WASHINGTON (Army News Service, Aug. 25, 2015) — Col. James E. Saenz said he learned at an early age about family values from his parents and extended Family, growing up in Alhambra, California, several miles from downtown Los Angeles.
Later, when he joined the Army, he said those same values he learned as a child matched the Army values of loyalty, duty, respect, selfless service, honor, integrity, and personal courage.
Joining a values-based organization made him feel like he’d joined a second Family, the Army, said Saenz, who is now the chief of the Strategic Initiatives Group, Office of the Assistant Chief of Staff for Installation Management.
As the Army and the nation celebrates National Hispanic Heritage Month, Sept. 15 to Oct. 15, he said it’s a time to reflect on contributions and sacrifices Hispanics have made to the United States, not just in the military, but in all walks of life.
A significant number of Hispanics have served in all of the nation’s wars beginning with the Revolutionary War, he said.
“In our past history, diversity wasn’t as appreciated as it is today and many experienced discrimination, but they still chose to serve their nation despite that,” he pointed out.
“The Army has led the nation in showing the strength of diversity and how integration can be the strength and foundation of our democracy,” Saenz said.
The Army strives to reflect the society it serves, he said.
Those who claim to be Latino or Hispanic make up about 16 percent of the U.S. population, according to the U.S. Census Bureau’s 2010 survey. “Latinos make up about 13 percent of the Army, so I think that’s a pretty good reflection” of that rapidly growing demographic, Saenz said.
The military, particularly the Army, is a good place for Hispanics to serve, he said.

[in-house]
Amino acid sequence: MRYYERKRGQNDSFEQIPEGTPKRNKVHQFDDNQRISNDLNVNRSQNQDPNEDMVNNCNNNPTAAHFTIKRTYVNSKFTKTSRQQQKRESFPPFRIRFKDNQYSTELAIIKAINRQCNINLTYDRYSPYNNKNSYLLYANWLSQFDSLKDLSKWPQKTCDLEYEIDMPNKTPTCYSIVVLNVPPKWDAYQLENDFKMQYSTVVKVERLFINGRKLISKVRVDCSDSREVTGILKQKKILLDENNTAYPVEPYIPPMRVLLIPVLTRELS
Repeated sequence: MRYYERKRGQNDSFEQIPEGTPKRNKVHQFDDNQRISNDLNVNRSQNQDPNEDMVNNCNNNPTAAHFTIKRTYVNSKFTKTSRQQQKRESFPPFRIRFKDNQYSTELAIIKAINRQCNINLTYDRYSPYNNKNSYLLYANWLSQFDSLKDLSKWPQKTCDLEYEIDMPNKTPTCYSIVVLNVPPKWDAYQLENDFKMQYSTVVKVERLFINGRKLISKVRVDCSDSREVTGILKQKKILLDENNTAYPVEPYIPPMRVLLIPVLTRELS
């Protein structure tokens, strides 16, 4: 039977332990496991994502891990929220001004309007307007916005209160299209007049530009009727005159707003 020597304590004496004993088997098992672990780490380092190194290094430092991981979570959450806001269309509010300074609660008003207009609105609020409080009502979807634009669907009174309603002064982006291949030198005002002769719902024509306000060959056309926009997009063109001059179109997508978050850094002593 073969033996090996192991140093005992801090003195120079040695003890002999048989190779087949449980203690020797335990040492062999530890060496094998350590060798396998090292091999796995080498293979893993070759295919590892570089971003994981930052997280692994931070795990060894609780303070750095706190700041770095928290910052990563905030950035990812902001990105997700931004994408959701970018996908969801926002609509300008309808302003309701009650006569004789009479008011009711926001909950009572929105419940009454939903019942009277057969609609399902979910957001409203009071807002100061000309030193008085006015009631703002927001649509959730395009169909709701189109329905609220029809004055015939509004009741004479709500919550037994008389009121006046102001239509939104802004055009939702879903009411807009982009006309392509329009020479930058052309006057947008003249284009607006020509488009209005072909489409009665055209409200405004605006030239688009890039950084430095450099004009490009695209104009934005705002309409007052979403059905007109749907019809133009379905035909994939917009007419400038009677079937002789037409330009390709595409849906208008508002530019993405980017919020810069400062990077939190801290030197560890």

Once you become a Soldier, you’re a Soldier for Life, he said, referring to the program by that name that helps Soldiers start strong, serve strong and later reintegrate back into their communities, where they help make them even stronger.
On a personal note, Saenz said his parents taught him to appreciate hard work and the value of education, both formal as well as life-experience education.
His father started at a low-level blue collar job with the Los Angeles Department of Water and Power and worked his way up to superintendent for one of the five power districts. His mom cared for the Family and later became a secretary for the city school district. His brother, Thomas, is a civil rights lawyer, and is president of the Mexican-American Legal Defense and Education Fund, a national nonprofit organization that supports civil rights.
“It’s service to country in a different way,” he said.
Saenz said he sees a connection of his own Family’s values with not just the Army’s values, but with other Hispanic communities, which also share these same values. He said he learned this from travels around the world, experiencing Latino cultures other than his own.
Non-Latino Americans can celebrate this month as well, he said. He encouraged others to try to get an understanding of Hispanic culture and history, and to also appreciate the service and sacrifices of its veterans.
“We all need to celebrate our own heritages, cultures and diversity as a nation,” he said, referring to Hispanic and other groups as well. “Much of the strength of our nation comes from our diversity and the multitude of cultures. The Army is a good reflection of that diversity and has been very good at celebrating it. We led the way in integration in many ways by integrating military organizations in preparation to fight our nation’s wars.”
He said that he hopes more Hispanics will serve and will seek higher levels of responsibility to become role models for others to follow.
“Hispanics have made significant contributions as leaders in government, academics and business,” Saenz said. “Role models help show our youth that success in these areas is possible, so more are apt to seek careers in these areas. That increases diversity and strengthens the institution.”
Saenz fulfilled his parent’s wishes for him to get a good education. He attended the U.S. Military Academy at West Point, New York, and later went to graduate school. He also served in a variety of special operations assignments from detachment commander to group executive officer.
Recently, Saenz served as the commander of U.S. Army Garrison Bavaria. He participated in Operations Desert Storm and Enduring Freedom, as well as numerous counter-narcotics missions in Central and South America.
Saenz said that his father, who also served in the Army, is very proud of his military service.